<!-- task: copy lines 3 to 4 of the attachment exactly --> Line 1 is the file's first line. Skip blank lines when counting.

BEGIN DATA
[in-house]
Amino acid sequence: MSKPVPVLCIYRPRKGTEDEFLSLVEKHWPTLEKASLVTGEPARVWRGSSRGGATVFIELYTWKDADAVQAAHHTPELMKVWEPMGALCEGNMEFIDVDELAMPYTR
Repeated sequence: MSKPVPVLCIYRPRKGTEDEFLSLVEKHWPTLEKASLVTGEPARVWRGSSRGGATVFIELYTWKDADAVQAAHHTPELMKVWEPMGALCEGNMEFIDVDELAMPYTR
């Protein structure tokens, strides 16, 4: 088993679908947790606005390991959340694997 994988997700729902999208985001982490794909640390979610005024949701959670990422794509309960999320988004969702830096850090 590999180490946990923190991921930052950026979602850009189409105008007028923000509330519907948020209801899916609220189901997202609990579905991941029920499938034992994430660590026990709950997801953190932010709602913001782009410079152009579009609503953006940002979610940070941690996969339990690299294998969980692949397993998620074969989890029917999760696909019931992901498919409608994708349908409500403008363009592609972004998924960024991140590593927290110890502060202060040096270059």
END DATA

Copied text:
Repeated sequence: MSKPVPVLCIYRPRKGTEDEFLSLVEKHWPTLEKASLVTGEPARVWRGSSRGGATVFIELYTWKDADAVQAAHHTPELMKVWEPMGALCEGNMEFIDVDELAMPYTR
């Protein structure tokens, strides 16, 4: 088993679908947790606005390991959340694997 994988997700729902999208985001982490794909640390979610005024949701959670990422794509309960999320988004969702830096850090 590999180490946990923190991921930052950026979602850009189409105008007028923000509330519907948020209801899916609220189901997202609990579905991941029920499938034992994430660590026990709950997801953190932010709602913001782009410079152009579009609503953006940002979610940070941690996969339990690299294998969980692949397993998620074969989890029917999760696909019931992901498919409608994708349908409500403008363009592609972004998924960024991140590593927290110890502060202060040096270059």